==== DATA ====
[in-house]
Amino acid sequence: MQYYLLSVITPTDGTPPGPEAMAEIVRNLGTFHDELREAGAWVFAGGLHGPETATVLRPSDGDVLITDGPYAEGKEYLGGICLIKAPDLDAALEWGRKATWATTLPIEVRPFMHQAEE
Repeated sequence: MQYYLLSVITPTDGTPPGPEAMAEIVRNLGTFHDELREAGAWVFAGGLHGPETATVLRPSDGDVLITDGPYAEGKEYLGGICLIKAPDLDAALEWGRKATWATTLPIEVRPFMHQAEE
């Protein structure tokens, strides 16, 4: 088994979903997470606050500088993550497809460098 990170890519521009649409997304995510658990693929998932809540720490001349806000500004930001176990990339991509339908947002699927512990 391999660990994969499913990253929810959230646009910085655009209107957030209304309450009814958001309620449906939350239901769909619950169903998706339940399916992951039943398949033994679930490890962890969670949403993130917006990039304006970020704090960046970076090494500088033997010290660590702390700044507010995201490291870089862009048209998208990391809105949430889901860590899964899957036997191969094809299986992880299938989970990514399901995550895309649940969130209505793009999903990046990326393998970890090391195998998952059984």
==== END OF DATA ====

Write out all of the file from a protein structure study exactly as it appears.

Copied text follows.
[in-house]
Amino acid sequence: MQYYLLSVITPTDGTPPGPEAMAEIVRNLGTFHDELREAGAWVFAGGLHGPETATVLRPSDGDVLITDGPYAEGKEYLGGICLIKAPDLDAALEWGRKATWATTLPIEVRPFMHQAEE
Repeated sequence: MQYYLLSVITPTDGTPPGPEAMAEIVRNLGTFHDELREAGAWVFAGGLHGPETATVLRPSDGDVLITDGPYAEGKEYLGGICLIKAPDLDAALEWGRKATWATTLPIEVRPFMHQAEE
């Protein structure tokens, strides 16, 4: 088994979903997470606050500088993550497809460098 990170890519521009649409997304995510658990693929998932809540720490001349806000500004930001176990990339991509339908947002699927512990 391999660990994969499913990253929810959230646009910085655009209107957030209304309450009814958001309620449906939350239901769909619950169903998706339940399916992951039943398949033994679930490890962890969670949403993130917006990039304006970020704090960046970076090494500088033997010290660590702390700044507010995201490291870089862009048209998208990391809105949430889901860590899964899957036997191969094809299986992880299938989970990514399901995550895309649940969130209505793009999903990046990326393998970890090391195998998952059984």